Figure 1 shows a familiar sight of a cracked tile. While the installation of movement joints will normally prevent such cracking, a particular problem can result from the tiles bridging a board joint over a timber substrate.
In some cases it is simply just not practicable to insert a movement joint over every joint in the floor, especially if the joint or crack is irregular.
Adhesives used to adhere tiles rely on a strong bond to keep the tile firmly fixed to the substrate. But this type of bonding can pose problems with the transmission of shear stresses to the surface covering, particularly where there are board joints in the substrate. A solution would be to remove the shear stresses between the substrate and tile using an uncoupling system.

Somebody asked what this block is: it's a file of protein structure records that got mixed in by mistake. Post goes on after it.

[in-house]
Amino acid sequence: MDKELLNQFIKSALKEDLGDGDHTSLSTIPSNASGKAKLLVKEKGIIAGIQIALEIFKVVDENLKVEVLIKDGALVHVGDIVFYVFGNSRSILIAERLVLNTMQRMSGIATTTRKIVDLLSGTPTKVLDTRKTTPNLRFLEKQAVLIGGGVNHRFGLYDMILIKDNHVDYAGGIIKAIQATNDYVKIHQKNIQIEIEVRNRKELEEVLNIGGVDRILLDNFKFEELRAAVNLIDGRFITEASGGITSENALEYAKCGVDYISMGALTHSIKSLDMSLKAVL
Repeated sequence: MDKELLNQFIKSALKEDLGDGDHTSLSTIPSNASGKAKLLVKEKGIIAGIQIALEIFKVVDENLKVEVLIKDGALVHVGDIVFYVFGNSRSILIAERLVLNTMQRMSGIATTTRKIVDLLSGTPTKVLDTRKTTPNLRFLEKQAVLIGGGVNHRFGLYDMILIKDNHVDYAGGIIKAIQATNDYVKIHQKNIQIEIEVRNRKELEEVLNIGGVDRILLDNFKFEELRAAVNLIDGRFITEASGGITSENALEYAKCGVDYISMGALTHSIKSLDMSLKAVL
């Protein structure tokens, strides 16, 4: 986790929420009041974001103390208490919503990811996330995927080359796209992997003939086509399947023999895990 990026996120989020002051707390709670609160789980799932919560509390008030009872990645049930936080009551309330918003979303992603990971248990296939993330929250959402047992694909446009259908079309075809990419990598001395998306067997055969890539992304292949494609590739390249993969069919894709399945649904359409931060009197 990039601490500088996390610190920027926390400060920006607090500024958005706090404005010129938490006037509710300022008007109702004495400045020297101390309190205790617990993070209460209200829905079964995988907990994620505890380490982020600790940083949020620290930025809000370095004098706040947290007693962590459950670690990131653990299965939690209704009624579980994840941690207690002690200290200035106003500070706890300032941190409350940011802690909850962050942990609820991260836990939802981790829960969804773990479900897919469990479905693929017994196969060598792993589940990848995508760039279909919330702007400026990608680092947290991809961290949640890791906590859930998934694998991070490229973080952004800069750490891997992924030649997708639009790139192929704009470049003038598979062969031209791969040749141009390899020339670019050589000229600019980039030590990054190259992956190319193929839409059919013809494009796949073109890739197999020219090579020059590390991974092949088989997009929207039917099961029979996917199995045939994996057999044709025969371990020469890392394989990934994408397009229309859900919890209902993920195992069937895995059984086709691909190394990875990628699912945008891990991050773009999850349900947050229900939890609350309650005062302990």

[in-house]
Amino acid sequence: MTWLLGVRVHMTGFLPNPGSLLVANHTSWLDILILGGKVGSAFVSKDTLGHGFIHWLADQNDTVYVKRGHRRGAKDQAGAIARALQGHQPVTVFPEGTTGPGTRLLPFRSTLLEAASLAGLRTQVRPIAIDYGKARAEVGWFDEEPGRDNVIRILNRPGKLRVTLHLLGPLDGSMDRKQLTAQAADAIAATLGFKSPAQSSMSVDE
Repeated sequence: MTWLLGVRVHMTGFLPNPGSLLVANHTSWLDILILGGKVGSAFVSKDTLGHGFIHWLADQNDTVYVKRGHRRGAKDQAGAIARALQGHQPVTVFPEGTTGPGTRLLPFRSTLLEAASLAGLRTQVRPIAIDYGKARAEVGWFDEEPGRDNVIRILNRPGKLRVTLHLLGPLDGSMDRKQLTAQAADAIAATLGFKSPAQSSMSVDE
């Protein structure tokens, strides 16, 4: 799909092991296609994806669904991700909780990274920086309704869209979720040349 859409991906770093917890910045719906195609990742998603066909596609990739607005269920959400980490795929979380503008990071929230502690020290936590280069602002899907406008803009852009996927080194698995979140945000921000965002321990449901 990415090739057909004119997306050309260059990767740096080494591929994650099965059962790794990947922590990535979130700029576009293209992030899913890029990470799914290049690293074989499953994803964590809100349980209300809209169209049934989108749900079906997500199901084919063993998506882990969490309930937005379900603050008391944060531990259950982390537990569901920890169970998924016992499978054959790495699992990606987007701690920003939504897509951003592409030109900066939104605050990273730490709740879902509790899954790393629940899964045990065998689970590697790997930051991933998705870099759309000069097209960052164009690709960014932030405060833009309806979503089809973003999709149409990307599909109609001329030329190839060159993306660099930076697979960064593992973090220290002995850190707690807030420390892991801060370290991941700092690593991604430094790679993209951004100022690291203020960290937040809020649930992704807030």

The British Standards recommend isolating a rigid covering, such as ceramic tile or stone, from the substrate, which is dealt with in BS 5385 Part 3. This states that failures arising from variable stresses can be avoided by isolating the tile bed from the base by using a separating layer which prevents the two elements from adhering to each other, and thus allows each to move independently.